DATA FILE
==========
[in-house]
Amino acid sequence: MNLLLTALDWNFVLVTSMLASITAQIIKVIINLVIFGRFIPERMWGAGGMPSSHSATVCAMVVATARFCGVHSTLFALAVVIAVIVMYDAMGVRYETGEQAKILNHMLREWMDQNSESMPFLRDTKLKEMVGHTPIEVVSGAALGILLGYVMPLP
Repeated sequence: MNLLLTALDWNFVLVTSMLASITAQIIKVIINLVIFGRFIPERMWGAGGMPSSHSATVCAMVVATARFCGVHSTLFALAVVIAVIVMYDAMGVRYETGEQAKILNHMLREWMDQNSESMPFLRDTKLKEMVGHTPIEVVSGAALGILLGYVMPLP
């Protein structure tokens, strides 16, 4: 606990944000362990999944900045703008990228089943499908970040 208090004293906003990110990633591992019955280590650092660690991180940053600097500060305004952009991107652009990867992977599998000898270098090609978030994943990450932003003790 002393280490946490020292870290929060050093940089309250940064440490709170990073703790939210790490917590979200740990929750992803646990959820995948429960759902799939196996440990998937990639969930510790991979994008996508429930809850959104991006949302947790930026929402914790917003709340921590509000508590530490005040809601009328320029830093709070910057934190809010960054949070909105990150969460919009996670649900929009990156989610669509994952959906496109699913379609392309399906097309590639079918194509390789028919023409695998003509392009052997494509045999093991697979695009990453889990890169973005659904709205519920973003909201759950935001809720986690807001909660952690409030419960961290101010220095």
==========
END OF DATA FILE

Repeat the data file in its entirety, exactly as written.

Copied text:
[in-house]
Amino acid sequence: MNLLLTALDWNFVLVTSMLASITAQIIKVIINLVIFGRFIPERMWGAGGMPSSHSATVCAMVVATARFCGVHSTLFALAVVIAVIVMYDAMGVRYETGEQAKILNHMLREWMDQNSESMPFLRDTKLKEMVGHTPIEVVSGAALGILLGYVMPLP
Repeated sequence: MNLLLTALDWNFVLVTSMLASITAQIIKVIINLVIFGRFIPERMWGAGGMPSSHSATVCAMVVATARFCGVHSTLFALAVVIAVIVMYDAMGVRYETGEQAKILNHMLREWMDQNSESMPFLRDTKLKEMVGHTPIEVVSGAALGILLGYVMPLP
């Protein structure tokens, strides 16, 4: 606990944000362990999944900045703008990228089943499908970040 208090004293906003990110990633591992019955280590650092660690991180940053600097500060305004952009991107652009990867992977599998000898270098090609978030994943990450932003003790 002393280490946490020292870290929060050093940089309250940064440490709170990073703790939210790490917590979200740990929750992803646990959820995948429960759902799939196996440990998937990639969930510790991979994008996508429930809850959104991006949302947790930026929402914790917003709340921590509000508590530490005040809601009328320029830093709070910057934190809010960054949070909105990150969460919009996670649900929009990156989610669509994952959906496109699913379609392309399906097309590639079918194509390789028919023409695998003509392009052997494509045999093991697979695009990453889990890169973005659904709205519920973003909201759950935001809720986690807001909660952690409030419960961290101010220095």